Do you have a car on PCP, and you’re wondering whether you can keep it? Or maybe you’re looking at buying cars at the moment and want to know if you get PCP what your options will be?
Personal contract plans (PCPs) are one of the most popular ways to buy a car, making up for around 80% of all new car registrations. They’re a good option for people who want a car that’s outside their budget, because the price is offset by a final ‘balloon’ payment that doesn’t need to be paid if you return it.
Because this final payment often runs into the thousands, most people opt to return their car or part-exchange it for a new model. But what happens if you want to keep the car after the PCP contract ends? And is completing the balloon payment worth it?
Here, we’ll take a look at the pros and cons of making a final PCP payment to find out if it makes sense in the long term.
The balloon payment is the Guaranteed Future Value (GFV) of your car when the PCP contract has ended. So, for example, you might buy a car for £7,995, and the dealer’s worked out that it will be worth a minimum of £3,495 three years down the line– this is the final amount you’ll need to pay to own the car outright.
You could turn a profit
The thing to remember about a GFV balloon payment is that it’s only an estimate, based on the minimum amount the finance company thinks your car will be worth at the end of the contract. Your car could be worth more than the final payment, in which case, you could sell it on and make a profit.
There are lots of cases in which a car may be worth more than the GFV at the end of a PCP contract, including:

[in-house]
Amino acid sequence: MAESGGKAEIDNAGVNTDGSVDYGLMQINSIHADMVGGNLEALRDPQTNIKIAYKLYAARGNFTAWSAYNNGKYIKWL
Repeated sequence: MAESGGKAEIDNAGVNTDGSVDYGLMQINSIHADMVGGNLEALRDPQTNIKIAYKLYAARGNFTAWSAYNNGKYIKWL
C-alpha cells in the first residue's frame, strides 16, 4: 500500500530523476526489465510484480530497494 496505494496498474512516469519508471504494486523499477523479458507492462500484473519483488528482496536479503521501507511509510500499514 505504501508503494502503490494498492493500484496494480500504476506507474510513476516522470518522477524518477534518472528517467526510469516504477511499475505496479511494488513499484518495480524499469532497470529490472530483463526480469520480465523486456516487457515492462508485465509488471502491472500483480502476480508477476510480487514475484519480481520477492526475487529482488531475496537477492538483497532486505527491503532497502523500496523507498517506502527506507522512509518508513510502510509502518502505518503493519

- You’ve done fewer miles than the maximum amount in your contract
- You’ve kept the car in a really good condition, maintaining its mechanics, paintwork and interior beyond the standard expected by the finance company
- You’ve invested money in fitting new parts, like tyres, or have paid for the car to get through its MOT before finding a buyer
- New legislation comes into force which makes a car of your type cheaper to run or more desirable, such as a new emissions tax
- Your car is a limited-edition model which holds its value and becomes more desirable over time
- You’re in the right place at the right time, and a buyer
No more monthly payments – eventually
PCP contracts are great for getting hold of the keys to your dream car, but they do mean months and months of repeat payments, sometimes for up to four years. Over time, paying out a substantial sum every month might put a squeeze on your finances, especially if your circumstances change or you want to start saving for other things.
Wouldn’t it be great to just own your car without worrying about paying for it every month? Of course, choosing to pay the balloon payment could mean another year or two of clearing the loan or credit card amount, but at least there’ll be an end in sight.
Even if you only plan to keep your car for a year or two after paying it off, it could give you the time to consolidate your finances and save up for your next big purchase – free from the demands of monthly PCP payments.
Whether you plan to pay the balloon payment or hand back the keys, here are some essential things to remember when your PCP contract is due to end: